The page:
London police have lost the confidence of the public because of deep-seated racism, misogyny and gender bias, according to an independent review commissioned by the Metropolitan Police Service (MPS or Met) after a young woman was raped and killed by a serving officer.
The Metropolitan Police Service, which has more than 34,000 officers and is Britain’s biggest police force, must “change itself” or risk being broken up, the report by Louise Casey, an expert on victims’ rights and social welfare, said on Tuesday.
“It is not our job as the public to keep ourselves safe from the police. It is the police’s job to keep us safe as the public,’’ said Casey.
“Far too many Londoners have now lost faith in policing to do that.”
In a preliminary report released in October, Casey found that the department had failed to properly vet and train officers, and had allowed officers to remain on the job even after they were accused of domestic abuse or racial harassment.
Part of the problem is that there is a culture of denial in the department, with leaders adopting a “we know best” attitude that leads them to dismiss outside critics, the review found. Funding cuts, along with the decision to close local police stations and effectively end community policing, also contribute to the situation.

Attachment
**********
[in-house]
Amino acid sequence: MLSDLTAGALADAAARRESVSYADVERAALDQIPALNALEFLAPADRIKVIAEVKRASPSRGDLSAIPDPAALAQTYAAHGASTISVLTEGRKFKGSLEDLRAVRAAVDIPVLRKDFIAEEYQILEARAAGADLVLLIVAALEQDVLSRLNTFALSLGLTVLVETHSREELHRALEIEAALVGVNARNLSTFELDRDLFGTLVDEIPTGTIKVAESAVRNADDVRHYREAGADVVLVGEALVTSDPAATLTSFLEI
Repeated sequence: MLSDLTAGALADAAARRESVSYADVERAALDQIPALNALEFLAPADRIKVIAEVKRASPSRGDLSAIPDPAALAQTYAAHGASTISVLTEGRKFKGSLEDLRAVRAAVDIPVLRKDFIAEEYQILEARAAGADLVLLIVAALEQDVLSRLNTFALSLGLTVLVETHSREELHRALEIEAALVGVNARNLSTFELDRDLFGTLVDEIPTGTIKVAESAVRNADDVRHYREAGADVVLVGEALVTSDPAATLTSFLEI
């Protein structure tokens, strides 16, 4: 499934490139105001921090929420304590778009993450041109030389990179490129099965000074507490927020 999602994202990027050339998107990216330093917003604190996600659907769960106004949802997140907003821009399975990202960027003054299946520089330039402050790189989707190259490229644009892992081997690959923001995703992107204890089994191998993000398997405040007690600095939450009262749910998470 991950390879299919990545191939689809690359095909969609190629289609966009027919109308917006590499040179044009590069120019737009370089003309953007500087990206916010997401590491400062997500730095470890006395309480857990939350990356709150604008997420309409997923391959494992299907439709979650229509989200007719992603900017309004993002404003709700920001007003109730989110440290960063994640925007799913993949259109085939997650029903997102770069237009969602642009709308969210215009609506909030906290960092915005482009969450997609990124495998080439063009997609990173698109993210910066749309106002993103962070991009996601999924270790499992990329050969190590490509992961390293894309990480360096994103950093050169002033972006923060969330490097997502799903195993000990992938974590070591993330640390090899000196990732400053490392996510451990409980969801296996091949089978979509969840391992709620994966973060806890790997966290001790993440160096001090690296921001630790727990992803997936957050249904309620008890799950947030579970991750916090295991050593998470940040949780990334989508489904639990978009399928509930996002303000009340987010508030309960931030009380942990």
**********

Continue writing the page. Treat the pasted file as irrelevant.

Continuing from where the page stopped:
Underlying all of this is the way the force is managed, not its size, the inquiry found.
“The Met is run as a set of disconnected and competing moving parts, lacking clear systems, goals or strategies,” the report said. “It runs on a series of uncoordinated and short-lived initiatives, long on activity but short on action.”
The Casey review was commissioned after a serving officer raped and killed Sarah Everard, a young marketing executive as she walked home from a friend’s house in March 2021, prompting a national outcry as women shared their experiences of being threatened or attacked when walking alone.
Casey’s review found that the department hasn’t treated violence against women and girls as seriously as other forms of violence.
The 363-page report also painted an alarming picture of how crimes against women and children are investigated due to a shortage of funding and a lack of specialised officers trained to handle these cases.
The report found widespread bullying in the department, with one in five staff members that have protected characteristics — such as race, gender or disability — being victims.
“Female officers and staff routinely face sexism and misogyny,” the report said.